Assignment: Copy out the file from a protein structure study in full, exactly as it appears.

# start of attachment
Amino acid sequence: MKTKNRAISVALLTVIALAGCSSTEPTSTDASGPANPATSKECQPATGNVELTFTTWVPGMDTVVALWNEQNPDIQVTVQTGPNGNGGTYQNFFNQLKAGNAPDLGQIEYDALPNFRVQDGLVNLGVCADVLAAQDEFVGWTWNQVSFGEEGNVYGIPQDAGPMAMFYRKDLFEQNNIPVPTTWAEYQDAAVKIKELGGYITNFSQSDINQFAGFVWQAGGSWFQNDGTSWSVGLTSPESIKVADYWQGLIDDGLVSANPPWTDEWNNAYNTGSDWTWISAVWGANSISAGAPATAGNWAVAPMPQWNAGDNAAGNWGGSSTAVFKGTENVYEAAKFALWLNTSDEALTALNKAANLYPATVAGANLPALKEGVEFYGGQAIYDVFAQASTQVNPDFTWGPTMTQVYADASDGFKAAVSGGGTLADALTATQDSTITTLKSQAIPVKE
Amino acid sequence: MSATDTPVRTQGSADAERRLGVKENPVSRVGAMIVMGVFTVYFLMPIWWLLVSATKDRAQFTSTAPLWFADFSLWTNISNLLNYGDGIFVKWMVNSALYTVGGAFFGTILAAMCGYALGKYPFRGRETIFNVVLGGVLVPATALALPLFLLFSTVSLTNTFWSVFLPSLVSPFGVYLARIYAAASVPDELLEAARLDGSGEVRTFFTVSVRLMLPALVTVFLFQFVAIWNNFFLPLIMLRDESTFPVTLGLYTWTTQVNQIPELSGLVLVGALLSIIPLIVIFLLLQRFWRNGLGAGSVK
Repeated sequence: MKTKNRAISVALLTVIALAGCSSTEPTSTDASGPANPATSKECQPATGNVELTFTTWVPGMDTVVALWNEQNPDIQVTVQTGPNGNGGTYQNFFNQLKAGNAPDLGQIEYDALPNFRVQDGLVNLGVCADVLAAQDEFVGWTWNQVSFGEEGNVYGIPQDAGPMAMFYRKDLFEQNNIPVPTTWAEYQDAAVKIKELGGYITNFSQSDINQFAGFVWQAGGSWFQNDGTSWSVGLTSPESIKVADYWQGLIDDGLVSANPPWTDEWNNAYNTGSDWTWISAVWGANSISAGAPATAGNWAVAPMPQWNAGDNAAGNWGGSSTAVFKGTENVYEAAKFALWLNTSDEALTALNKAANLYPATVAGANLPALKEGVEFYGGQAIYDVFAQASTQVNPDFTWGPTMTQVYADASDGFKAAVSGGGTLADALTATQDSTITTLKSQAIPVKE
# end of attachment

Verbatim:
Amino acid sequence: MKTKNRAISVALLTVIALAGCSSTEPTSTDASGPANPATSKECQPATGNVELTFTTWVPGMDTVVALWNEQNPDIQVTVQTGPNGNGGTYQNFFNQLKAGNAPDLGQIEYDALPNFRVQDGLVNLGVCADVLAAQDEFVGWTWNQVSFGEEGNVYGIPQDAGPMAMFYRKDLFEQNNIPVPTTWAEYQDAAVKIKELGGYITNFSQSDINQFAGFVWQAGGSWFQNDGTSWSVGLTSPESIKVADYWQGLIDDGLVSANPPWTDEWNNAYNTGSDWTWISAVWGANSISAGAPATAGNWAVAPMPQWNAGDNAAGNWGGSSTAVFKGTENVYEAAKFALWLNTSDEALTALNKAANLYPATVAGANLPALKEGVEFYGGQAIYDVFAQASTQVNPDFTWGPTMTQVYADASDGFKAAVSGGGTLADALTATQDSTITTLKSQAIPVKE
Amino acid sequence: MSATDTPVRTQGSADAERRLGVKENPVSRVGAMIVMGVFTVYFLMPIWWLLVSATKDRAQFTSTAPLWFADFSLWTNISNLLNYGDGIFVKWMVNSALYTVGGAFFGTILAAMCGYALGKYPFRGRETIFNVVLGGVLVPATALALPLFLLFSTVSLTNTFWSVFLPSLVSPFGVYLARIYAAASVPDELLEAARLDGSGEVRTFFTVSVRLMLPALVTVFLFQFVAIWNNFFLPLIMLRDESTFPVTLGLYTWTTQVNQIPELSGLVLVGALLSIIPLIVIFLLLQRFWRNGLGAGSVK
Repeated sequence: MKTKNRAISVALLTVIALAGCSSTEPTSTDASGPANPATSKECQPATGNVELTFTTWVPGMDTVVALWNEQNPDIQVTVQTGPNGNGGTYQNFFNQLKAGNAPDLGQIEYDALPNFRVQDGLVNLGVCADVLAAQDEFVGWTWNQVSFGEEGNVYGIPQDAGPMAMFYRKDLFEQNNIPVPTTWAEYQDAAVKIKELGGYITNFSQSDINQFAGFVWQAGGSWFQNDGTSWSVGLTSPESIKVADYWQGLIDDGLVSANPPWTDEWNNAYNTGSDWTWISAVWGANSISAGAPATAGNWAVAPMPQWNAGDNAAGNWGGSSTAVFKGTENVYEAAKFALWLNTSDEALTALNKAANLYPATVAGANLPALKEGVEFYGGQAIYDVFAQASTQVNPDFTWGPTMTQVYADASDGFKAAVSGGGTLADALTATQDSTITTLKSQAIPVKE